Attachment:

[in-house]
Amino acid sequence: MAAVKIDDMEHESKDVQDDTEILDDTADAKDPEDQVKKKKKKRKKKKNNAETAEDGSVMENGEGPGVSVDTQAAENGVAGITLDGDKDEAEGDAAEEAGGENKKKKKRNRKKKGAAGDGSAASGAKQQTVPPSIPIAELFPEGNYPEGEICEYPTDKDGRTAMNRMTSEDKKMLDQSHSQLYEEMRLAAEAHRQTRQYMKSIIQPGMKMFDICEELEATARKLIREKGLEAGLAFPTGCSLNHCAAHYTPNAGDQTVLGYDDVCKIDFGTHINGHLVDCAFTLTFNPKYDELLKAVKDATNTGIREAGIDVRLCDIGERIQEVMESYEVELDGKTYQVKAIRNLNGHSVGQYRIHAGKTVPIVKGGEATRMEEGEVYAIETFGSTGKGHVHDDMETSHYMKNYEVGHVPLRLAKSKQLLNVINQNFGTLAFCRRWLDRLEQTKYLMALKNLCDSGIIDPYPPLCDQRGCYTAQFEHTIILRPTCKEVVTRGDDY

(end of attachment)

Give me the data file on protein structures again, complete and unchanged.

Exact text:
[in-house]
Amino acid sequence: MAAVKIDDMEHESKDVQDDTEILDDTADAKDPEDQVKKKKKKRKKKKNNAETAEDGSVMENGEGPGVSVDTQAAENGVAGITLDGDKDEAEGDAAEEAGGENKKKKKRNRKKKGAAGDGSAASGAKQQTVPPSIPIAELFPEGNYPEGEICEYPTDKDGRTAMNRMTSEDKKMLDQSHSQLYEEMRLAAEAHRQTRQYMKSIIQPGMKMFDICEELEATARKLIREKGLEAGLAFPTGCSLNHCAAHYTPNAGDQTVLGYDDVCKIDFGTHINGHLVDCAFTLTFNPKYDELLKAVKDATNTGIREAGIDVRLCDIGERIQEVMESYEVELDGKTYQVKAIRNLNGHSVGQYRIHAGKTVPIVKGGEATRMEEGEVYAIETFGSTGKGHVHDDMETSHYMKNYEVGHVPLRLAKSKQLLNVINQNFGTLAFCRRWLDRLEQTKYLMALKNLCDSGIIDPYPPLCDQRGCYTAQFEHTIILRPTCKEVVTRGDDY